Some great reading this week. At the weekend I finished Penelope Lively’s Ammonites and Leaping Fish, A Life in Time. It’s a memoir, but being Penelope Lively she bypasses all the clichés. It’s a social history as well as her history; beautifully written which is a given with her as an author, and absorbing. It’s perceptive, observant, sometimes funny, sometimes poignant. There is a little impatience with the ageing process but never self-pity. The only time Penelope Lively has disappointed me was Spiderweb, which I think was written not long after her husband Jack’s death, so might be forgiven as a potboiler.
I won’t go into all the structure of Ammonites and Leaping Fish. There are lots of reviews you could read. I rather like this one. But this is how the book begins:
This is not quite a memoir. Rather, it is the view from old age. And a view of old age itself, this place at which we arrive with a certain surprise – ambushed, or so it can seem. One of the few advantages of age is that you can report on it with a certain authority; you are a native now, and know what goes on here.
I borrowed my copy from the library, but there is so much in it that I want to return to it will soon be on my shelves.
It’s time I wrote a thank-you letter to Penelope Lively. All unknowingly, she has accompanied me on my adult life for some thirty years. It would be churlish not to let her know how much her writing has enriched those years and has brought me pleasure. Another writer I need to thank is Clive James. He, writing in The Observer along with Katharine Whitehorn, got me hooked on print journalism. I need to thank Katharine Whitehorn too. Clive James has returned to writing in The Observer‘s stablemate, The Guardian and his weekly offerings in the Saturday magazine are not to be missed. Katharine Whitehorn is still writing too, but for Saga magazine to which I do not subscribe.
For £2.70 the Saturday Guardian can be relied upon for some thoughtful writing. As 6th March was Mothering Sunday (the Christian festival dating back centuries as distinct from Mother’s Day, a commercial idea popularised around a hundred years ago) The Guardian had the idea of asking various writers to comment on photos of their mothers from before they were born. The inspiration came from Carol Ann Duffy’s poem Before You Were Mine, and you can read all of them (and the poem) here. My favourite was Jackie Kay’s contribution. I even tore it out and put it in the back of a notebook. For those of you who don’t know her work, Kay is a poet. She’s mixed race and was adopted. Her book of poems The Adoption Papers is one of the most powerful things I have read. Here’s her contribution to the piece in Saturday’s paper about her adoptive mother:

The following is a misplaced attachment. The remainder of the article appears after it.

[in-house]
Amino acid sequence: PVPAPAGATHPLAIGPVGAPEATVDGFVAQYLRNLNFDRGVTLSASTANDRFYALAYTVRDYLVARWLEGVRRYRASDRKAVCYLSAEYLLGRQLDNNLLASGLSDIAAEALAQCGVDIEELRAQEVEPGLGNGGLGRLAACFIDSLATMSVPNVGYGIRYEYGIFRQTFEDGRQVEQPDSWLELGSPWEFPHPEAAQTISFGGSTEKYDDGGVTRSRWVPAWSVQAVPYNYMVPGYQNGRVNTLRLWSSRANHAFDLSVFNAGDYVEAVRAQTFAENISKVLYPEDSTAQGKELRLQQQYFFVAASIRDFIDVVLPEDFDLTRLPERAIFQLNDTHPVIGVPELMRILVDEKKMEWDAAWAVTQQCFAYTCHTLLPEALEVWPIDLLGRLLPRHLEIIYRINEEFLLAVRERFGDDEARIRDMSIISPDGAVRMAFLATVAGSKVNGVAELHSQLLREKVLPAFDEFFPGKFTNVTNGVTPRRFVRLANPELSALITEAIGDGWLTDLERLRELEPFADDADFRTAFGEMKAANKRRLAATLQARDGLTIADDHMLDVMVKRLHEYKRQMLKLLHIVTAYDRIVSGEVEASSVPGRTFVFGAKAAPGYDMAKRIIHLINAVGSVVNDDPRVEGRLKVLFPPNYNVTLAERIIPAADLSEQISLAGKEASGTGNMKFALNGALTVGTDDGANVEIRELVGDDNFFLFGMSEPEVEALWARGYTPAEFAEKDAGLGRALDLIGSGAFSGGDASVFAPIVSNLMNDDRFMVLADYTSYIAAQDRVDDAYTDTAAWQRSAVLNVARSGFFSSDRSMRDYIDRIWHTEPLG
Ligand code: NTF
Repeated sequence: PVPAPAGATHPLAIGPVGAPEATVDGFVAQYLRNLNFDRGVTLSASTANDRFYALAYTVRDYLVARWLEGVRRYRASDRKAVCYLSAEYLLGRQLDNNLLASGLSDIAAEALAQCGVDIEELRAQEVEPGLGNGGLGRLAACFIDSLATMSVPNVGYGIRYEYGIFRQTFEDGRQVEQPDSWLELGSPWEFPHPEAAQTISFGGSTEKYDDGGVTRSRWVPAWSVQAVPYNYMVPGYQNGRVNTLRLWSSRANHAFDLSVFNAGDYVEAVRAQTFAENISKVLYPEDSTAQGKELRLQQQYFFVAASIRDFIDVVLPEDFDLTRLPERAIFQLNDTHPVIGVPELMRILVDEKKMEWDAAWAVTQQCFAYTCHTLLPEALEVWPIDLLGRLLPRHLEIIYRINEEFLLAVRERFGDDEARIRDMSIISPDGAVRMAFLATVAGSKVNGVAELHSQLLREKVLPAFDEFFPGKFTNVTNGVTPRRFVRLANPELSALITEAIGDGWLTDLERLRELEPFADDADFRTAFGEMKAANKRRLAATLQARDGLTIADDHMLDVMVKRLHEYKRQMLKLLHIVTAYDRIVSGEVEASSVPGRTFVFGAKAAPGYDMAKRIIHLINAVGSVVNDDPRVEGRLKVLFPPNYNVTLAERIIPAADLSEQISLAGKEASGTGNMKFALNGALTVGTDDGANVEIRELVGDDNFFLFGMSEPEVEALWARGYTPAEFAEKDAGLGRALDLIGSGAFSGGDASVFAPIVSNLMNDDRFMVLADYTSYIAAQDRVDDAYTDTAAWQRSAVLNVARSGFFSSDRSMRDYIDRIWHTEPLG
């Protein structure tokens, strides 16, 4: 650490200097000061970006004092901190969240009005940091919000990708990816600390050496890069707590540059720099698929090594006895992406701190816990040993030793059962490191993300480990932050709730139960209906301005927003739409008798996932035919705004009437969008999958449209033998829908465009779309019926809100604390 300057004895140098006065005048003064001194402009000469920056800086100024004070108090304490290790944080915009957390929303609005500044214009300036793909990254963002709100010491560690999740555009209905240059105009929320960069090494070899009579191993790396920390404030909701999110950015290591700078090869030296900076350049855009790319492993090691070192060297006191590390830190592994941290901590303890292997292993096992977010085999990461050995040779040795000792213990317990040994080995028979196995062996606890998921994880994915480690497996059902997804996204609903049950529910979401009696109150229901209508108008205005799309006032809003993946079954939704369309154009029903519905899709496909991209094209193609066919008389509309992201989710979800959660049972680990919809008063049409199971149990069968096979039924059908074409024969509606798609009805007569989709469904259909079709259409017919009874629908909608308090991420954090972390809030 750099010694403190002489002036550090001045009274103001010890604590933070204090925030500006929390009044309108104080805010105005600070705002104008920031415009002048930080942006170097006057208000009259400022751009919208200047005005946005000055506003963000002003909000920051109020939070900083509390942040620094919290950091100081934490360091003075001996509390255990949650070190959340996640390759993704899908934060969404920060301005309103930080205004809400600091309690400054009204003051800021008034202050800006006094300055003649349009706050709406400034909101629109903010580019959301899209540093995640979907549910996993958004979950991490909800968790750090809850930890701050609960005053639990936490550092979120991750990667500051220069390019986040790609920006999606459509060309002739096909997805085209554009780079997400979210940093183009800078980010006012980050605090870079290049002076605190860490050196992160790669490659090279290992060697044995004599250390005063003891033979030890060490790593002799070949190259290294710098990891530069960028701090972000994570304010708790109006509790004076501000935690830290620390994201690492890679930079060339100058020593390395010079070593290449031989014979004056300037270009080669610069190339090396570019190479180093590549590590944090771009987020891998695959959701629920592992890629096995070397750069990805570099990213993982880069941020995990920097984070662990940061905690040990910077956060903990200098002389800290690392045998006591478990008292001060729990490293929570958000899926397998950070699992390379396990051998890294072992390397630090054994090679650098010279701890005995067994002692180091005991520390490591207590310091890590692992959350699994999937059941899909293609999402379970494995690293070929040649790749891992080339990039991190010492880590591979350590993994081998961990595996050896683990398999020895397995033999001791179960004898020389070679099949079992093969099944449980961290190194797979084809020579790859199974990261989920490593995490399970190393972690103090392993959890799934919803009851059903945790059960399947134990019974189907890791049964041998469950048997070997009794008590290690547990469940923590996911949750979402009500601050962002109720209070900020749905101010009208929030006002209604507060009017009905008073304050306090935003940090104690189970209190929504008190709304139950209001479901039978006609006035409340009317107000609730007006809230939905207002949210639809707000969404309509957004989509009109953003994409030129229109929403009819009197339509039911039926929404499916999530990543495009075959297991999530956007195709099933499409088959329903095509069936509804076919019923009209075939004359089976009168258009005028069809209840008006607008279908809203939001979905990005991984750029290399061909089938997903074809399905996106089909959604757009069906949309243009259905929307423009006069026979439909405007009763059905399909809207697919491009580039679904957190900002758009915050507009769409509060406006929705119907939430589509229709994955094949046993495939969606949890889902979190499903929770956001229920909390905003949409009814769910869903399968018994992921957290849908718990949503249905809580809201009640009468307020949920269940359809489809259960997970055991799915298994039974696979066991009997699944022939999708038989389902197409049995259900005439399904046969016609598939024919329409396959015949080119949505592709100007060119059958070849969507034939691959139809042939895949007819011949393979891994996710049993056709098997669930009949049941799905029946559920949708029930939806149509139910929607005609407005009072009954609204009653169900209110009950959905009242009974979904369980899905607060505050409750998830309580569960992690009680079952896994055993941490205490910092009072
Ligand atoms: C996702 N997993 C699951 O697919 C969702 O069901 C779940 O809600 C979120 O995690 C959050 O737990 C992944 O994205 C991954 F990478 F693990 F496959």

Here’s my Mum, 22, 23, in her climbing boots in the Southern Alps of New Zealand. She’s arrived off a boat for a tenner, seven weeks at sea. My magnificent mum – before she was mine. A glimpse into her past is a glimpse into my future. Her possible selves. My heart sings looking at her here – she’s an explorer, an adventurer, crossing the whirligigs of time, who in seven or eight years will bring me in from the cold. I think of her crossing the exhilarating snowy peaks, finding herself, on the other side of the world. I think of her crossing the Indian Ocean for the first time. What if she hadn’t come back? All chance and timing, her face here looking her future in the eye, open, beautiful, confident. Now, aged 85 she calls me her second skin, her heart of hearts, her other self. If we hadn’t met I would have come to find you, she says. You are as close as if I had given birth to you myself, she says. I imagine her crossing the snowy peaks of the Southern Alps before coming home to Scotland, a young woman years ahead of her time.
Also in the Review section Sebastian Faulks reviewed Poems That Make Grown Women Cry. Again, you can read the review for yourself here.
It sounds a good anthology, and I should like to read it, but the part of the review that made me sit up was this:
Linguists and neurologists have suggested that poetry speaks to a primitive part of the brain (some have even tried to plant a flag there, somewhere in the right hemisphere). Rhythm and rhyme helped oral bards remember verses before writing was invented; they were mnemonics. But there is something more complicated and interesting in the deep structure of grammar and the brain. Without venturing into the language of neuroscience, it is roughly this: poetry speaks to a vestigial part of the mind that was more active at the time Homo sapiens was becoming what she/he is. When we respond to poetry we engage a part of our being that is more primitive and in some way purer than the consciousness available minute by minute to our busy left-side brain.
If you have read this blog for any length of time you’ll know I used to read poetry to my mother when she had dementia. The people employed to care for her were often sceptical, until they witnessed it, about my claim that listening to poetry soothed her agitation. Even when they did see how it calmed her and brought a serene smile to her face, a contented comment and relaxed concentration, few would read her more than the Owl and the Pussycat. But that is probably more to do with their lack of education and the fear some people seem to have of poetry.
Obviously it would be wonderful if a cure for dementia could be found. Maybe it’ll happen, but in the meantime finding ways that allieve the fears attendant on this condition and tap into the person struggling with the chaos and confusion it creates gives hope to those of us who can unfortunately expect to be claimed by dementia to at least some degree as we age.
Words can be wonderful things.